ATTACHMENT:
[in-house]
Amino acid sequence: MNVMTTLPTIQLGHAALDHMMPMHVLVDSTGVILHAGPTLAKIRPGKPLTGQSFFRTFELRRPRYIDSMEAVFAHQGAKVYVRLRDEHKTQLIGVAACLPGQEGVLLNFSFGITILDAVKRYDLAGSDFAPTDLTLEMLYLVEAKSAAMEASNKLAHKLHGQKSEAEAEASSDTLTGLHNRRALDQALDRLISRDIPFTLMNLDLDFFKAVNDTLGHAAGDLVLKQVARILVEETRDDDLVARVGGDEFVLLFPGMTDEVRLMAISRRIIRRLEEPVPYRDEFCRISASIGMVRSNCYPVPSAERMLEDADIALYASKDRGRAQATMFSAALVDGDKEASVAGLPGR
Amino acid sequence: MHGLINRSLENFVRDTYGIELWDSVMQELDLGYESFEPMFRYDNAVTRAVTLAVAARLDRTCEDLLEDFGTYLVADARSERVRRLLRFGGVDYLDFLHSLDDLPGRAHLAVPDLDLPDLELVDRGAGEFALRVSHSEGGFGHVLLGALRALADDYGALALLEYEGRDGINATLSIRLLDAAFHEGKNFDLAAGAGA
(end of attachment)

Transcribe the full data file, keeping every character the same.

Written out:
[in-house]
Amino acid sequence: MNVMTTLPTIQLGHAALDHMMPMHVLVDSTGVILHAGPTLAKIRPGKPLTGQSFFRTFELRRPRYIDSMEAVFAHQGAKVYVRLRDEHKTQLIGVAACLPGQEGVLLNFSFGITILDAVKRYDLAGSDFAPTDLTLEMLYLVEAKSAAMEASNKLAHKLHGQKSEAEAEASSDTLTGLHNRRALDQALDRLISRDIPFTLMNLDLDFFKAVNDTLGHAAGDLVLKQVARILVEETRDDDLVARVGGDEFVLLFPGMTDEVRLMAISRRIIRRLEEPVPYRDEFCRISASIGMVRSNCYPVPSAERMLEDADIALYASKDRGRAQATMFSAALVDGDKEASVAGLPGR
Amino acid sequence: MHGLINRSLENFVRDTYGIELWDSVMQELDLGYESFEPMFRYDNAVTRAVTLAVAARLDRTCEDLLEDFGTYLVADARSERVRRLLRFGGVDYLDFLHSLDDLPGRAHLAVPDLDLPDLELVDRGAGEFALRVSHSEGGFGHVLLGALRALADDYGALALLEYEGRDGINATLSIRLLDAAFHEGKNFDLAAGAGA